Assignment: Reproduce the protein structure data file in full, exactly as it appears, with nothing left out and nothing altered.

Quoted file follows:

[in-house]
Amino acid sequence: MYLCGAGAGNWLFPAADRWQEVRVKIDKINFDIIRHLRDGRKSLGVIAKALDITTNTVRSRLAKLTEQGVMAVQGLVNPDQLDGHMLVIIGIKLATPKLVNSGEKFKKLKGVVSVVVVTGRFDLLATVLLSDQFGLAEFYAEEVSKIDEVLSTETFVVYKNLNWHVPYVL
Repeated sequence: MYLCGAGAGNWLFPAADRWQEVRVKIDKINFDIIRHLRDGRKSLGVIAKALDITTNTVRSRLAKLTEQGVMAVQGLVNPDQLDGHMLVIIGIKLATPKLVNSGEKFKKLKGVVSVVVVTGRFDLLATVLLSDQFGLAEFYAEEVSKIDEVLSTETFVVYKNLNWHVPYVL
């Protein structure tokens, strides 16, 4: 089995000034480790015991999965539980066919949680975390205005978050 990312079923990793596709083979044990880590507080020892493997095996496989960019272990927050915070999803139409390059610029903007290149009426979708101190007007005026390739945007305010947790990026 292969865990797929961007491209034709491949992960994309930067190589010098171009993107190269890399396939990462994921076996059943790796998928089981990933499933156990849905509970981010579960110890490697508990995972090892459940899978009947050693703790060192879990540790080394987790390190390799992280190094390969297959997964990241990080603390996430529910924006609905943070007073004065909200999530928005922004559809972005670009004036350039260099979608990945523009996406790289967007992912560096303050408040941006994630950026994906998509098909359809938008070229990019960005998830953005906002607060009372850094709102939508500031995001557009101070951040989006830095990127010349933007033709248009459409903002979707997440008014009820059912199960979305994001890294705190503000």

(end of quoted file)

[in-house]
Amino acid sequence: MYLCGAGAGNWLFPAADRWQEVRVKIDKINFDIIRHLRDGRKSLGVIAKALDITTNTVRSRLAKLTEQGVMAVQGLVNPDQLDGHMLVIIGIKLATPKLVNSGEKFKKLKGVVSVVVVTGRFDLLATVLLSDQFGLAEFYAEEVSKIDEVLSTETFVVYKNLNWHVPYVL
Repeated sequence: MYLCGAGAGNWLFPAADRWQEVRVKIDKINFDIIRHLRDGRKSLGVIAKALDITTNTVRSRLAKLTEQGVMAVQGLVNPDQLDGHMLVIIGIKLATPKLVNSGEKFKKLKGVVSVVVVTGRFDLLATVLLSDQFGLAEFYAEEVSKIDEVLSTETFVVYKNLNWHVPYVL
């Protein structure tokens, strides 16, 4: 089995000034480790015991999965539980066919949680975390205005978050 990312079923990793596709083979044990880590507080020892493997095996496989960019272990927050915070999803139409390059610029903007290149009426979708101190007007005026390739945007305010947790990026 292969865990797929961007491209034709491949992960994309930067190589010098171009993107190269890399396939990462994921076996059943790796998928089981990933499933156990849905509970981010579960110890490697508990995972090892459940899978009947050693703790060192879990540790080394987790390190390799992280190094390969297959997964990241990080603390996430529910924006609905943070007073004065909200999530928005922004559809972005670009004036350039260099979608990945523009996406790289967007992912560096303050408040941006994630950026994906998509098909359809938008070229990019960005998830953005906002607060009372850094709102939508500031995001557009101070951040989006830095990127010349933007033709248009459409903002979707997440008014009820059912199960979305994001890294705190503000």